Pioneer Institute Executive Director James Stergios has a great rejoinder to a recent Boston Globe guest editorial pushing Common Core national standards.

Edward L. Glaeser’s view of federal education standards (“Unfounded fear of Common Core,” Op-ed, June 14) is complicated by his (freely acknowledged) service on an advisory board for the Gates Foundation, the major funder of national standards and numerous supportive trade and advocacy groups. His argument is that Common Core opponents fear a “bogeyman.” What I fear is how uninformed Glaeser’s piece is.

There is no empirical reason to believe that national standards lead to better results than state standards. There are countries without national standards that perform better than the United States on international assessments.

Glaeser claims that national tests do not impinge on local curricular choices. He should read the federal funding applications submitted by the national test consortiums, which promise to develop curricular materials and instructional practice guides.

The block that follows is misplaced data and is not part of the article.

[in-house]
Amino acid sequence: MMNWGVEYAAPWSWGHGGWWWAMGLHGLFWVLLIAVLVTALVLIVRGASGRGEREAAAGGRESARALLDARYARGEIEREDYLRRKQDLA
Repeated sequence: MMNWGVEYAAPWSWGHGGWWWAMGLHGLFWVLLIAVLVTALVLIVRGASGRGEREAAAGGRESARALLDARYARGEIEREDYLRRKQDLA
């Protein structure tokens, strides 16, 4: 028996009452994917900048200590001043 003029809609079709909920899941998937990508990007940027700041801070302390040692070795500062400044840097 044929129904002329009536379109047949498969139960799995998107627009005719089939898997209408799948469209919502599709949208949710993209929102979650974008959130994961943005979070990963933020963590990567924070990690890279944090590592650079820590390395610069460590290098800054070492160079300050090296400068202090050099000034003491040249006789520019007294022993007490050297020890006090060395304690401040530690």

He suggests that without Common Core, we lack data to reform schools. We have numerous measurements, including state tests, sampled national and international tests, and many private tests. Does classroom innovation require imposing a one-size-fits-all test so a Brookline teacher can see what’s happening in Fayetteville, Ark.? Innovation requires recruiting and retaining good teachers and teaching a high-quality liberal arts curriculum. Oddly, Glaeser asks us not to be concerned about Common Core’s literature and math offerings, which are weaker than what Massachusetts now requires.

Many states who signed on to Common Core are now pulling out. And, states like Texas that refused to jump on the Common Core bandwagon are expressly prohibiting its adoption in any form. This is as it should be. Under the Constituion laws affecting education are states' responsibility. Ensuring children receive the education that's best for them has always been parents' responsibility.